One of state's greatest going into Hall of Fame

KANSAS CITY, Mo. (AP) - College basketball's greatest scorer
shot his way out of poverty with a tennis ball and a 5-gallon
bucket tacked to his house.

Long before he became known as "The Machine" at Kentucky
State, scoring more points than even Pete Maravich, Travis Grant
was just a kid in the segregated South who loved basketball. No
money for a real basket, he cut out the bottom of that bucket,
grabbed a 25-cent rubber ball, a tennis ball, whatever he could
find, and shot. Anything to shoot.

When he could, Grant paid a dime to watch the high school team
play outdoors, on a dirt court lined in chalk. He later became a
star when the team moved indoors - after the school could afford to
build a gym.

Grant went on to win NAIA championships, become college
basketball's all-time leading scorer and play professionally. Now,
finally, that kid with the tennis ball and a dream is headed into
the National Collegiate Basketball Hall of Fame.

"Travis should have been in all the hall of fames a long time
ago," said William Graham, Grant's Kentucky State teammate and
former coach at the school. "It's been like 40 years since he's
been in school and he deserves to be in quite a few hall of fames.
If it's basketball, he should have been in the hall of fame."

The big names in Sunday night's induction ceremony in Kansas
City will be Larry Bird and Magic Johnson, whose epic battle in the
1979 NCAA title game spawned the modern era of big-time college
basketball. Johnson's coach, Jud Heathcote, former Oklahoma star
Wayman Tisdale, NCAA patriarch Walter Byers, longtime coach Gene
Bartow and contributor Bill Wall will also be inducted.

Grant? He's the answer to a trivia question most people get
wrong: Who is the all-time leading scorer in college basketball?

The most common response? Maravich.

But Grant scored 378 more points than Pistol Pete. He just did
it at a small, historically black teaching college in Frankfort,
Ky., while Maravich caught the nation's eye with his magic act at
Louisiana State.

Grant chose Kentucky State over bigger schools because of his
relationship with coach Lucias Mitchell. The two had met early in
Grant's high school days while Mitchell was coaching at Alabama
State. When Grant graduated, he followed Mitchell to Kentucky

Turned out to be a great decision.

After spending the first half of his first game on the bench,
Grant entered in the second half against Campbell College. He hit
his first shot, another, eventually 10 straight. Grant became an
instant cult figure with the Kentucky State fans, who dubbed him
"The Machine" on the spot.

Grant kept churning out points after that. The 6-foot-7 shooter
led the Thorobreds in scoring as a freshman, to three straight NAIA
national championships from 1970-72, and became the first
small-college player to win the Lapchick Trophy as college
basketball's player of the year as a senior.

By the time he was done, Grant had scored 4,045 points, still
the all-time, all-division NCAA record. His name dots in the NAIA
tournament record book, too, including points in a career (518), in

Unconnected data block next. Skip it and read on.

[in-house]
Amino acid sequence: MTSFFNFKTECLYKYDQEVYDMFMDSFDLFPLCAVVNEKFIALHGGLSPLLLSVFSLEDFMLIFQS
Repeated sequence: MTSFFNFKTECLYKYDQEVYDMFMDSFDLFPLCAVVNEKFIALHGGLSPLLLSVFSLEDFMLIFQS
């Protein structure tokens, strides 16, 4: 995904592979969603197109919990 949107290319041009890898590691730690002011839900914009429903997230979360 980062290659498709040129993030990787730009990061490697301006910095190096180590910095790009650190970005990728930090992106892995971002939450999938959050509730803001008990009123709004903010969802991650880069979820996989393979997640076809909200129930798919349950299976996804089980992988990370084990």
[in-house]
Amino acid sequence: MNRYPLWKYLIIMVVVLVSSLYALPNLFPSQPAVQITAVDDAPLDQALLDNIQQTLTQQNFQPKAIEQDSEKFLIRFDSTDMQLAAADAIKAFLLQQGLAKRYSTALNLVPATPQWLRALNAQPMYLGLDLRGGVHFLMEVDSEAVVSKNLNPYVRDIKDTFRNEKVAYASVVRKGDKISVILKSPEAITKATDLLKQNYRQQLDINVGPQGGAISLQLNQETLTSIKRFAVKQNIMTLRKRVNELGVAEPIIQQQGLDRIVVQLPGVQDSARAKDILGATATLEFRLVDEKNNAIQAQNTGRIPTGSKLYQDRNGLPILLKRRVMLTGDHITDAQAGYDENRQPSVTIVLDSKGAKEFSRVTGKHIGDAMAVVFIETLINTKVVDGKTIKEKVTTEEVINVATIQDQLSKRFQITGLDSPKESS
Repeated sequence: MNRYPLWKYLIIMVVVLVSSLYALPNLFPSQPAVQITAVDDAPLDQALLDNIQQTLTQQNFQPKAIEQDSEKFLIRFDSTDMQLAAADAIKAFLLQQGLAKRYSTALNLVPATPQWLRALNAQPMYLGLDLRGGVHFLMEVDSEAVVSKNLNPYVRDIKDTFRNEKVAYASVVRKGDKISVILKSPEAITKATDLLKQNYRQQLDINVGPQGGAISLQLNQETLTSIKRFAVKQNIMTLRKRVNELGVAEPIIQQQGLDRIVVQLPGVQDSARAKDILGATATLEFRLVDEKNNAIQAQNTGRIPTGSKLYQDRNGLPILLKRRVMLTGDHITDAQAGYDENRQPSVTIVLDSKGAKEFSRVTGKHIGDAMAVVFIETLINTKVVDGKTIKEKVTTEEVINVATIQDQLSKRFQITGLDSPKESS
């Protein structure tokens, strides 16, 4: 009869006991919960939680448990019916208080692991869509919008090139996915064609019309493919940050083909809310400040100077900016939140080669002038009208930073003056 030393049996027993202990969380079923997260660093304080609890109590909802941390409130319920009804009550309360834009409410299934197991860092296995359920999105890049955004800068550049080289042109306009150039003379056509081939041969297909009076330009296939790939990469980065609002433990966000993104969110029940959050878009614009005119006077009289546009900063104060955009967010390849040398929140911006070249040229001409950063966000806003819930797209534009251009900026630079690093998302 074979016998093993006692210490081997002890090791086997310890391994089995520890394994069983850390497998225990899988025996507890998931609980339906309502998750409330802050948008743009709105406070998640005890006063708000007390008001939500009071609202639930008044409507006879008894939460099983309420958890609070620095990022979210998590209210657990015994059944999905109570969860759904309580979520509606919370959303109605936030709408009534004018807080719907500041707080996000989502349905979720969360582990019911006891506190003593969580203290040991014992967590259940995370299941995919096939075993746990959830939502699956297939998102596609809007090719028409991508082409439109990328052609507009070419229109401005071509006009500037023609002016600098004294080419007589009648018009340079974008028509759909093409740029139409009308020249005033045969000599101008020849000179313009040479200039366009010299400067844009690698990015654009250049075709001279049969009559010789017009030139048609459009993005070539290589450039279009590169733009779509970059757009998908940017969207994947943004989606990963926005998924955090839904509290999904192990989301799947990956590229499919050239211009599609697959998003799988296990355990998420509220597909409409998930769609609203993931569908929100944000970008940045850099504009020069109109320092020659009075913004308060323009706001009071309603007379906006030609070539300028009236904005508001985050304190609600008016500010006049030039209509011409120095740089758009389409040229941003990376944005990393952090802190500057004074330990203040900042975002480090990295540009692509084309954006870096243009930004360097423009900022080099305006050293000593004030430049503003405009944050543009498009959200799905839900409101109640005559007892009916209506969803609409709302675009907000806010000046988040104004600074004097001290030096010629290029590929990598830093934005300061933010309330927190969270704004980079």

one tournament (213) and in a single game (60 against Minot State
in 1972).

"He was a phenomenal shooter," said Graham, now a professor at
Kentucky State. "We basically just had to get the ball to him. If
he was open, it was two points. Guaranteed shooter."

Grant didn't have an easy road to the top.

He grew up in rural Alabama during the civil rights era and
heard his share of racial slurs. His father left before he turned 6
and his mother, Mattie Mae, spent her days working in the homes of
white families around Clayton to support Travis and his four

Basketball was Grant's ticket out.

All those shots at the makeshift rim turned him into a high
school star. Earned him a chance to attend college. Took him to
California for a professional career.

Once he had made it, Grant came back.

Using the signing bonus he received from the Los Angeles Lakers,
who had taken him with the 13th overall pick of the 1972 draft,
Grant bought a car, drove back to Alabama and went around Clayton
paying off his mother's bills. Then he bought her a house.

"That might have been the best day of my life," Grant said.

His life's about to circle around again.

Kansas City was the site of some of Grant's greatest moments on
a basketball court. He went through what's been dubbed the toughest
tournament in basketball - five games in six nights - three times
there, ending up with the NAIA trophy each time.

Grant went on to play a short but relatively productive
professional career, playing limited minutes in 1972-73 with a
Lakers team that included Wilt Chamberlain and Jerry West then
averaged a career-best 25.2 points for San Diego in 1974-75.
Injuries and contract disputes ended his career after four seasons.

Grant went back and finished his degree and has spent the past
29 years as an educator. He's now an assistant principal at Panola
Way Elementary School in Lithonia, Ga. There, he's just Mr. Grant,
member of the staff, his past concealed - at least until the recent
buzz about his hall induction - by a humble man comfortable with
his accomplishments.

Now, just before the 40th anniversary of his first national
title, the 59-year-old Grant gets to relive those glory days, maybe
puff out his chest a little and get the recognition he probably
deserved a long time ago.

"It's going to be a great weekend," said Grant, who's married
and has two children. "Just to get back to Kansas City will be
special. It's like a home away from home. It's fitting the (hall
induction) will take place there."

All because of a tennis ball and a bucket.

(Copyright 2009 by The Associated Press. All Rights Reserved.)

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